Cloud Controls Matrix (CCM) - Cloud Security Alliance

The Cloud Security Alliance Cloud Controls Matrix (CCM) is specifically designed to provide fundamental security principles to guide cloud vendors and to assist prospective cloud customers in assessing the overall security risk of a cloud provider. The CSA CCM provides a controls framework that gives detailed understanding of security concepts and principles that are aligned to the Cloud Security Alliance guidance in 13 domains. As a framework, the CSA CCM provides organizations with the needed structure, detail and clarity relating to information security tailored to the cloud industry. The CSA CCM strengthens existing information security control environments by emphasizing business information security control requirements, reduces and identifies consistent security threats and vulnerabilities in the cloud, provides standardized security and operational risk management, and seeks to normalize security expectations, cloud taxonomy and terminology, and security measures implemented in the cloud.

Open Certification Framework (OCF) - Cloud Security Alliance

The CSA Open Certification Framework is an industry initiative to allow global, accredited, trusted certification of cloud providers. The framework is a program for flexible, incremental and multi-layered cloud provider certification according to the Cloud Security Alliance’s industry leading security guidance and control objectives. The program will integrate with popular third-party assessment and attestation statements developed within the public accounting community to avoid duplication of effort and cost.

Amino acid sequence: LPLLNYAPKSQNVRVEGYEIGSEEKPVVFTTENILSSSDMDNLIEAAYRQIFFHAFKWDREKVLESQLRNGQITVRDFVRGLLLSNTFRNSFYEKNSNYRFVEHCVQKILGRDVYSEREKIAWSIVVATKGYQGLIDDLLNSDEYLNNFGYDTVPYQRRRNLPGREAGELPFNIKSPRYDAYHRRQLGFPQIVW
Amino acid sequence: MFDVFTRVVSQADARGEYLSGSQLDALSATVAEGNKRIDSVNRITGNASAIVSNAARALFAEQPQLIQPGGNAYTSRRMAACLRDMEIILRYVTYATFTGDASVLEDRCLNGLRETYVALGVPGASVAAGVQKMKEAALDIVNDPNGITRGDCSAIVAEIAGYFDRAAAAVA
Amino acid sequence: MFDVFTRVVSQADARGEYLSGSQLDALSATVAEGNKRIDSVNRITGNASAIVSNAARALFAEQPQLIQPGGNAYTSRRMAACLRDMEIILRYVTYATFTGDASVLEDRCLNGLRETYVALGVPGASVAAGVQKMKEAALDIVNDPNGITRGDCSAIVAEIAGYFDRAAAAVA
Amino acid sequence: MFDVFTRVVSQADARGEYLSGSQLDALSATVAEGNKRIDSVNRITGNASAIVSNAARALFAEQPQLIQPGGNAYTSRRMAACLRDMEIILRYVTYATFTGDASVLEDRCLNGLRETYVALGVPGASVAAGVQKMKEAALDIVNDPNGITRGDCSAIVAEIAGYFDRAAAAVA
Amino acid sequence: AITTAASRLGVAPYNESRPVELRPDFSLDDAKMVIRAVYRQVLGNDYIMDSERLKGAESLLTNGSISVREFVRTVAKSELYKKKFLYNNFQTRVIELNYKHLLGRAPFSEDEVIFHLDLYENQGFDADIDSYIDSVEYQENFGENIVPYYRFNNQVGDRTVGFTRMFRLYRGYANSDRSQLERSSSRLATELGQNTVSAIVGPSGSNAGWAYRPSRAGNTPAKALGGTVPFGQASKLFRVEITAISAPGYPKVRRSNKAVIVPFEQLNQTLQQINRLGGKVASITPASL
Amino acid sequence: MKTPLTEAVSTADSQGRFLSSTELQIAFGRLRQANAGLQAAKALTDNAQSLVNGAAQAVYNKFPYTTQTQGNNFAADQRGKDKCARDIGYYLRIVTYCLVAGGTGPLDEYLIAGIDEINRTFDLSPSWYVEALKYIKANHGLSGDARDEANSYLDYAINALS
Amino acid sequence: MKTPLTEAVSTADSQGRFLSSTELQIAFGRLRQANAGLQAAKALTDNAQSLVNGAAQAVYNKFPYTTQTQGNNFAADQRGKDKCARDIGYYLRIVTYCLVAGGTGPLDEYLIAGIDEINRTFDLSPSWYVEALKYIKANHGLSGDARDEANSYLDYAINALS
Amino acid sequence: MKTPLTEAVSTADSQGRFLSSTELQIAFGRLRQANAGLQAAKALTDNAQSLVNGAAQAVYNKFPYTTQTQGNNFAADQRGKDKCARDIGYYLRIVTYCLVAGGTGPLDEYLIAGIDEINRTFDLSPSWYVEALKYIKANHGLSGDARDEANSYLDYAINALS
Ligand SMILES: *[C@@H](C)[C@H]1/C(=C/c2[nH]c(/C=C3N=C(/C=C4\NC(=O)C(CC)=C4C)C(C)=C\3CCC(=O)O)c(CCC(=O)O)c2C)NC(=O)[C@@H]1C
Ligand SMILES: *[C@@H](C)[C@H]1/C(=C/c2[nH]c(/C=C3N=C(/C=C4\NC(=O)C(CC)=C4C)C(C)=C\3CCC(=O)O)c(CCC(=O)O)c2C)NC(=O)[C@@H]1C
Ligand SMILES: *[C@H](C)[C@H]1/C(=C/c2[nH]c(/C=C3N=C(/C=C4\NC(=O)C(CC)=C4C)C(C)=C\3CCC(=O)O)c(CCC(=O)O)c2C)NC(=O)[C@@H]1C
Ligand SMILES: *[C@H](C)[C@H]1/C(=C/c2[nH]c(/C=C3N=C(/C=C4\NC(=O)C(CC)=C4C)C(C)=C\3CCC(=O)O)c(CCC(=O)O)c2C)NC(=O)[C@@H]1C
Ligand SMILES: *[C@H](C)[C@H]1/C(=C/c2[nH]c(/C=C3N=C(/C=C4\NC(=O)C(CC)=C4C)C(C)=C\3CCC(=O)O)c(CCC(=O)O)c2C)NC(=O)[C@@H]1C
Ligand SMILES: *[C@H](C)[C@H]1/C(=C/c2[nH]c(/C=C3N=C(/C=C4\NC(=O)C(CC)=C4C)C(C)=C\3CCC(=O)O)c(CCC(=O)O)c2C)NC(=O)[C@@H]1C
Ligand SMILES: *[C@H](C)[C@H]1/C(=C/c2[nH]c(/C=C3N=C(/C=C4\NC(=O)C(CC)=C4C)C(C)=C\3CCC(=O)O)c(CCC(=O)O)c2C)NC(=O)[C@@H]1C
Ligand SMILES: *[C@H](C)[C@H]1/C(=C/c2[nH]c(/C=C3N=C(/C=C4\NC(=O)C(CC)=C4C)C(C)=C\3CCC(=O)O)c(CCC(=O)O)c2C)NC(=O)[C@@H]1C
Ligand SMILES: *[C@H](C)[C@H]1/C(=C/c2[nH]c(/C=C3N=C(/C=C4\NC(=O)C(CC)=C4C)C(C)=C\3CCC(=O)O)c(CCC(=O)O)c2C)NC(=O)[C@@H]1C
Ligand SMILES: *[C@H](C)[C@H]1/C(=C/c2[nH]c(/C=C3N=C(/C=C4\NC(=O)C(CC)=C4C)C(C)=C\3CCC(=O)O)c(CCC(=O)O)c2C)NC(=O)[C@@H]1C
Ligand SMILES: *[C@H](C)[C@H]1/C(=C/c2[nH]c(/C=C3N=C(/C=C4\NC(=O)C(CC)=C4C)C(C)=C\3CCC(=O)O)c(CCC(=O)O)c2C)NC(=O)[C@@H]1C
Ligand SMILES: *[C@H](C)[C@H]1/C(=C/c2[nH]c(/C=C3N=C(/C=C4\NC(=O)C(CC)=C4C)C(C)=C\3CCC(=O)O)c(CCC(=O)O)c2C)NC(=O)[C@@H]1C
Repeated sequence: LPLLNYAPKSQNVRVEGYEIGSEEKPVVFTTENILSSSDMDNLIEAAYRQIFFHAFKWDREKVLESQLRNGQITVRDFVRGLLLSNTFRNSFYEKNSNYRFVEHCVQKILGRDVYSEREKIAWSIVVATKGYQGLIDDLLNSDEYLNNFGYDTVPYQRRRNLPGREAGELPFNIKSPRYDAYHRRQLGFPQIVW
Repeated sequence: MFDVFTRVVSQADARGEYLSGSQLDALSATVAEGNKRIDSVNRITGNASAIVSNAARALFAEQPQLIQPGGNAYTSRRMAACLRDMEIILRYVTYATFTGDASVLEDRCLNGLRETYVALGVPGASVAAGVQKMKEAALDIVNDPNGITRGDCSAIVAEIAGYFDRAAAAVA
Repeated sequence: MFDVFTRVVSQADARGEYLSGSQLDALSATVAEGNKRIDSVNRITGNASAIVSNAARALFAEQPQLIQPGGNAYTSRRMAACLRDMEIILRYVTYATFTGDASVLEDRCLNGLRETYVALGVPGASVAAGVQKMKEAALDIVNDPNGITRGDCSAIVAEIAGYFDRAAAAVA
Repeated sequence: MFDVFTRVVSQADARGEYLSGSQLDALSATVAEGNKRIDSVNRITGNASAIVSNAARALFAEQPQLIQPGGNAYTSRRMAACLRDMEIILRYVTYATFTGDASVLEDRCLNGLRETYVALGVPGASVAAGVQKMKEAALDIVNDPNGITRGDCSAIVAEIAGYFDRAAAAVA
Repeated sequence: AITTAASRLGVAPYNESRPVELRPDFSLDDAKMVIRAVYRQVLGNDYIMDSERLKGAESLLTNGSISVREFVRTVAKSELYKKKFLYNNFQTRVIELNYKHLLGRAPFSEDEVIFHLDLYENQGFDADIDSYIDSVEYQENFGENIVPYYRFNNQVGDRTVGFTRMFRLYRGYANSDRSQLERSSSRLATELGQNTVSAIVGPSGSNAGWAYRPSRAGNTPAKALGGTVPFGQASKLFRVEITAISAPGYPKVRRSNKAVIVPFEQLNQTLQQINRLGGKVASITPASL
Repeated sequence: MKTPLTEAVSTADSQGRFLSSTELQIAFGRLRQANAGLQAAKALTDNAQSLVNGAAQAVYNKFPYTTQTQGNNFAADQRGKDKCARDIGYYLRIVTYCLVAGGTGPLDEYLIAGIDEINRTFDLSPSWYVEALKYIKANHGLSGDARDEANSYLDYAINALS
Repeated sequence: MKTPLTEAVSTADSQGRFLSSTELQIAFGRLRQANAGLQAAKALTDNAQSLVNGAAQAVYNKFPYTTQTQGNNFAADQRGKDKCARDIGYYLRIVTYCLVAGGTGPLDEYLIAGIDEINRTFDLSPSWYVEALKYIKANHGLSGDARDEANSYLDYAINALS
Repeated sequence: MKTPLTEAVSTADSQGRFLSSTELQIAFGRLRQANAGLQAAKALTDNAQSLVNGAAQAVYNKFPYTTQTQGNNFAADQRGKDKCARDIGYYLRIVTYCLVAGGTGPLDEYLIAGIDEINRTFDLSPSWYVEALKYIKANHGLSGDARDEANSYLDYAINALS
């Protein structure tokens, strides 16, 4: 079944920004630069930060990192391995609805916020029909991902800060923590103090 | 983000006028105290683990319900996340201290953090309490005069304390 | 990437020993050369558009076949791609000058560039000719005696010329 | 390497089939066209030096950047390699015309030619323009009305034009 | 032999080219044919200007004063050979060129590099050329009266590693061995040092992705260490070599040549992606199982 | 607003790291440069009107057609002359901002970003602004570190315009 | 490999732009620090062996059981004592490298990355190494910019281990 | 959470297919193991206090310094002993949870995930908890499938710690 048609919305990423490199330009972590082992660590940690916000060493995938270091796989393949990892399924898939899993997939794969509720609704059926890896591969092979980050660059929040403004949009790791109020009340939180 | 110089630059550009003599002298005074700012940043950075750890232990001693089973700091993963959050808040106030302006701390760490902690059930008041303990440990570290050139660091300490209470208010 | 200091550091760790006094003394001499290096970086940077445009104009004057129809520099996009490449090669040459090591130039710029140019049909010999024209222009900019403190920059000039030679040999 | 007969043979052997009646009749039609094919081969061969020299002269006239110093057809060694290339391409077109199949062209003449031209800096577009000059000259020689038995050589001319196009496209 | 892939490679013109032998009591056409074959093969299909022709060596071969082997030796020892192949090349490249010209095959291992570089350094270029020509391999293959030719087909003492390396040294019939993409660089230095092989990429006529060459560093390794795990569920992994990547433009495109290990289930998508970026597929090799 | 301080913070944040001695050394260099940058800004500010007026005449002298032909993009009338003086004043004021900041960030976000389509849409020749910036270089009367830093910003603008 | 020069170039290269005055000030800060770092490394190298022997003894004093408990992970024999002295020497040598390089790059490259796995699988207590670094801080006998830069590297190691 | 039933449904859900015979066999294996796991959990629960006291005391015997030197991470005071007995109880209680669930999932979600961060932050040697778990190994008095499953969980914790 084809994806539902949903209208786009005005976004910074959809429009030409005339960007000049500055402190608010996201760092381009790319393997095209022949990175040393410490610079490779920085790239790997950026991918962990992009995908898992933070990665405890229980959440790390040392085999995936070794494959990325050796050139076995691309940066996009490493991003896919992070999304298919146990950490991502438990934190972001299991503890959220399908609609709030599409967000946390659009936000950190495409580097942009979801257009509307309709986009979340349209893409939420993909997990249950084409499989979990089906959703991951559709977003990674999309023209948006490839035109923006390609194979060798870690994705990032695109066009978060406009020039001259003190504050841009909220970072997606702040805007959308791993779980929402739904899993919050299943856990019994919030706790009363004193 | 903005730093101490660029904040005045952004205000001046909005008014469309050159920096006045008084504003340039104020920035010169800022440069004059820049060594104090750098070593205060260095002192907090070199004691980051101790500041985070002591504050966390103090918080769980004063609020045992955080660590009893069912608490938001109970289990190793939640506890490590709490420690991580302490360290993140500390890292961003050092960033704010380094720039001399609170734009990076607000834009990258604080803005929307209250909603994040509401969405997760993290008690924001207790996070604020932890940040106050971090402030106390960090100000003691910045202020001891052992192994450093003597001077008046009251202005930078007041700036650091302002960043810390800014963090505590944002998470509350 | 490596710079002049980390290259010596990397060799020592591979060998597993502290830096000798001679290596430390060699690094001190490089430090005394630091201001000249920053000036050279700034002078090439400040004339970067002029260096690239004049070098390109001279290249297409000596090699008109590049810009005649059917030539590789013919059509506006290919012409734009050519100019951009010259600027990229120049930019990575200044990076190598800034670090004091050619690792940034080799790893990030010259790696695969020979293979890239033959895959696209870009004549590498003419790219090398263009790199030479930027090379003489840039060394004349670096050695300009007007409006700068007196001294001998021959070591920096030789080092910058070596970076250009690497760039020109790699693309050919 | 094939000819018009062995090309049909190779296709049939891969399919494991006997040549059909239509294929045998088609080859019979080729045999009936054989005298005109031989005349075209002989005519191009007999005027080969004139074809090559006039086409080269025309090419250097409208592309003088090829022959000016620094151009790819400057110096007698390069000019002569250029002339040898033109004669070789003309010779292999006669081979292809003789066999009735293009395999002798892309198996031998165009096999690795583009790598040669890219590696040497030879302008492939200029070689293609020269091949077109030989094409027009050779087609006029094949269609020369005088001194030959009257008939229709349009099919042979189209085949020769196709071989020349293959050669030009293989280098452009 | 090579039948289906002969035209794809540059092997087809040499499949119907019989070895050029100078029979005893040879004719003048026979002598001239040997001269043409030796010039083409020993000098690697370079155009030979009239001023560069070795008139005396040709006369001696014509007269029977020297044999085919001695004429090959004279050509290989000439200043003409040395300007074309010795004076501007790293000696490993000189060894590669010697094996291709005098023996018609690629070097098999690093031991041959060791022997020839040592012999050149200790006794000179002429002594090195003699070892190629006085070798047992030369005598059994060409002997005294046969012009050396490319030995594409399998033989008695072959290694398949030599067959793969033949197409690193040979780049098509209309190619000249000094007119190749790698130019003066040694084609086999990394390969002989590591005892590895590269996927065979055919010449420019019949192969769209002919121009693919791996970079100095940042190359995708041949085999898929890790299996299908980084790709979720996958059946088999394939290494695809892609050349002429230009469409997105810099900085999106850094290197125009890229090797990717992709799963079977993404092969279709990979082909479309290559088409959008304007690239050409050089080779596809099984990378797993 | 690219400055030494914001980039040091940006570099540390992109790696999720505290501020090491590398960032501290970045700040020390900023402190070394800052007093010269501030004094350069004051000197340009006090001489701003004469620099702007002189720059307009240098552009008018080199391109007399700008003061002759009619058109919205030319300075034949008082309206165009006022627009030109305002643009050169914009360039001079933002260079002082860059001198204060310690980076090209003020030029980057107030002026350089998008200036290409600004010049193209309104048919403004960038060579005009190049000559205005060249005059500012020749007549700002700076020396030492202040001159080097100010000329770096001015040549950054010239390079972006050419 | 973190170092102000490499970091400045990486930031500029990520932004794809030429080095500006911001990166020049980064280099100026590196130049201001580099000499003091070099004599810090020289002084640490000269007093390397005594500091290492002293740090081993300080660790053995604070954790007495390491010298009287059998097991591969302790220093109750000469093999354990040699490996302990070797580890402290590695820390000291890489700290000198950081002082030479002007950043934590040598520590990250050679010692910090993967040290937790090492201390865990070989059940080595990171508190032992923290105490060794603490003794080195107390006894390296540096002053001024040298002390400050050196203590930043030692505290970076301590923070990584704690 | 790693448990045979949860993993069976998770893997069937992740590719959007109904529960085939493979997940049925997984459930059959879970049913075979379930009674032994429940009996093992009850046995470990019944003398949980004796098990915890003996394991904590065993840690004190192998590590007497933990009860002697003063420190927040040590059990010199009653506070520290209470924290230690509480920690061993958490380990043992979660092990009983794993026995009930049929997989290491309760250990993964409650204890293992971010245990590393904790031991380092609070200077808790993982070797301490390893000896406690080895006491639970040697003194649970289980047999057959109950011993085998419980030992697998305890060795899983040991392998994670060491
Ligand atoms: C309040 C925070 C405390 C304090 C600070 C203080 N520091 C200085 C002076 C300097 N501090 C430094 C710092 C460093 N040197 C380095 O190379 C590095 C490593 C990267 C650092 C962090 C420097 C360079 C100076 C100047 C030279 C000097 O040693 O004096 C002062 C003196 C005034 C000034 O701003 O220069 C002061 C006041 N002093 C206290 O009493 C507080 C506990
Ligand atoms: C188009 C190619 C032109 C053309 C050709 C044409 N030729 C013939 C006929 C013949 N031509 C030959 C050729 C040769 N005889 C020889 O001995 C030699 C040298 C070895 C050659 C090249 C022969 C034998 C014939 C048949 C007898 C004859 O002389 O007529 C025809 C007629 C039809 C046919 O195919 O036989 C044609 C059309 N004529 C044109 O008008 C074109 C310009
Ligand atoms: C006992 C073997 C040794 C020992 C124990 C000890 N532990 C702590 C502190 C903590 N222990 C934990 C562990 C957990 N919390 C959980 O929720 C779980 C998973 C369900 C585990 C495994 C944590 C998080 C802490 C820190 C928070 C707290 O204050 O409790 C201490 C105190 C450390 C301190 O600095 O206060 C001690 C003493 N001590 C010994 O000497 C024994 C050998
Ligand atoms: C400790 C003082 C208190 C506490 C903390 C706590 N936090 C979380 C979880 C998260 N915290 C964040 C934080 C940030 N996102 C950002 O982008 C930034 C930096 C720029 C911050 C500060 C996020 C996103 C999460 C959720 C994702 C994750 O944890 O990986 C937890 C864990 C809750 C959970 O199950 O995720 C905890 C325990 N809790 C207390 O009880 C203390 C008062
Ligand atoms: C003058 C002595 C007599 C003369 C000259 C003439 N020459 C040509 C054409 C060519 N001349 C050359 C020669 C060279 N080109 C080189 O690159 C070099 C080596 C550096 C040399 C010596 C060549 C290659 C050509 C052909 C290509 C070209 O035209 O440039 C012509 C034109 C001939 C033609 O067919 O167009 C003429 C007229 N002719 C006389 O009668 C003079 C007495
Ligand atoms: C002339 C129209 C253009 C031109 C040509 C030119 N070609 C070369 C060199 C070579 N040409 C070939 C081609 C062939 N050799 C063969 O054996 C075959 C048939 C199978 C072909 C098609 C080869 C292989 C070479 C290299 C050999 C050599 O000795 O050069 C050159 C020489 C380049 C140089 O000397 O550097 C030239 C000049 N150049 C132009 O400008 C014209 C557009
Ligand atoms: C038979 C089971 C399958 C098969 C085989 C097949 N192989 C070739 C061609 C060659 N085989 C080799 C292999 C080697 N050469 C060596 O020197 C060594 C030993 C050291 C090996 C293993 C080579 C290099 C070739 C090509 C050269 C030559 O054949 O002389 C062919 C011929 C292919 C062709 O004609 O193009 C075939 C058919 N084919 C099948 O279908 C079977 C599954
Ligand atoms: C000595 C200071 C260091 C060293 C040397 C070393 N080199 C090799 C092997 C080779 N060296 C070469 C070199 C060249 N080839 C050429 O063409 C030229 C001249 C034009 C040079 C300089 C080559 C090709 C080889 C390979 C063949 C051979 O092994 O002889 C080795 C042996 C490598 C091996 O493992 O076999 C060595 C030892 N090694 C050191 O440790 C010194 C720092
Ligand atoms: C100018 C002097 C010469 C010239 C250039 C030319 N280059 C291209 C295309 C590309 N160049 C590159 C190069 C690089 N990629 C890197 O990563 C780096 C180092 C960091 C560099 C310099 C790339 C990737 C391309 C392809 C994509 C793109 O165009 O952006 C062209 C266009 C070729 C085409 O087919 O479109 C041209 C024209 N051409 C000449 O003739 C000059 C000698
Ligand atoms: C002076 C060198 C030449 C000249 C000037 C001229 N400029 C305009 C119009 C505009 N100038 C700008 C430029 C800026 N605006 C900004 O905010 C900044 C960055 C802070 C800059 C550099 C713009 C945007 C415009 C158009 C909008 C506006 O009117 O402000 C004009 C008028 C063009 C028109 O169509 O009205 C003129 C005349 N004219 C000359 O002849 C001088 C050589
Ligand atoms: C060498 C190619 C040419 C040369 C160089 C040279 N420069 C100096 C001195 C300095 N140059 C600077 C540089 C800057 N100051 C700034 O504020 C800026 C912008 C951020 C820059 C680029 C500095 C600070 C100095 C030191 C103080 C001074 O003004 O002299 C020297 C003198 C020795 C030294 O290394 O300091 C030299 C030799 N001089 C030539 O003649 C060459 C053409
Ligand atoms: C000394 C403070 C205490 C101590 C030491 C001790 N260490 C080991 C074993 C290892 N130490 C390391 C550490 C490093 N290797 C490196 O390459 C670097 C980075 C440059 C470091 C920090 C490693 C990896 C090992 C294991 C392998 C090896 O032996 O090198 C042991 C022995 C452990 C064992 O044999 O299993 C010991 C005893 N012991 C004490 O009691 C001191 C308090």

It is based upon the control objectives and continuous monitoring structure as defined within the CSA GRC (Governance, Risk and Compliance) Stack research projects. It will support several tiers, recognizing the varying assurance requirements and maturity levels of providers and consumers. These will range from the CSA Security, Trust and Assurance Registry (STAR) self-assessment to high-assurance specifications that are continuously monitored.

Cloud Trust Protocol (CTP) - Cloud Security Alliance

The CloudTrust Protocol (CTP) is the mechanism by which cloud service consumers (also known as “cloud users” or “cloud service owners”) ask for and receive information about the elements of transparency as applied to cloud service providers. The primary purpose of the CTP and the elements of transparency is to generate evidence-based confidence that everything that is claimed to be happening in the cloud is indeed happening as described, …, and nothing else. This is a classic application of the definition of digital trust. And, assured of such evidence, cloud consumers become liberated to bring more sensitive and valuable business functions to the cloud, and reap even larger payoffs. With the CTP cloud consumers are provided a way to find out important pieces of information concerning the compliance, security, privacy, integrity, and operational security history of service elements being performed “in the cloud”.

CloudAudit - Cloud Security Alliance

The goal of CloudAudit is to provide a common interface and namespace that allows enterprises who are interested in streamlining their audit processes (cloud or otherwise) as well as cloud computing providers to automate the Audit, Assertion, Assessment, and Assurance of their infrastructure (IaaS), platform (PaaS), and application (SaaS) environments and allow authorized consumers of their services to do likewise via an open, extensible and secure interface and methodology. CloudAudit is a volunteer cross-industry effort from the best minds and talent in Cloud, networking, security, audit, assurance and architecture backgrounds. The CloudAudit Working group was officially launched in January 2010 and has the participation of many of the largest cloud computing providers, integrators and consultants.

Privacy Level Agreement - Cloud Security Alliance

With its mission to support the creation of a transparent and trusted cloud market and in order to remove barriers to cloud adoption, the CSA is defining baselines for compliance with data protection legislation and best practices by defining a standard format for Privacy Level Agreements (PLAs) and standards, through which a cloud service provider declares the level of privacy (personal data protection and security) that it sustains for the relevant data processing.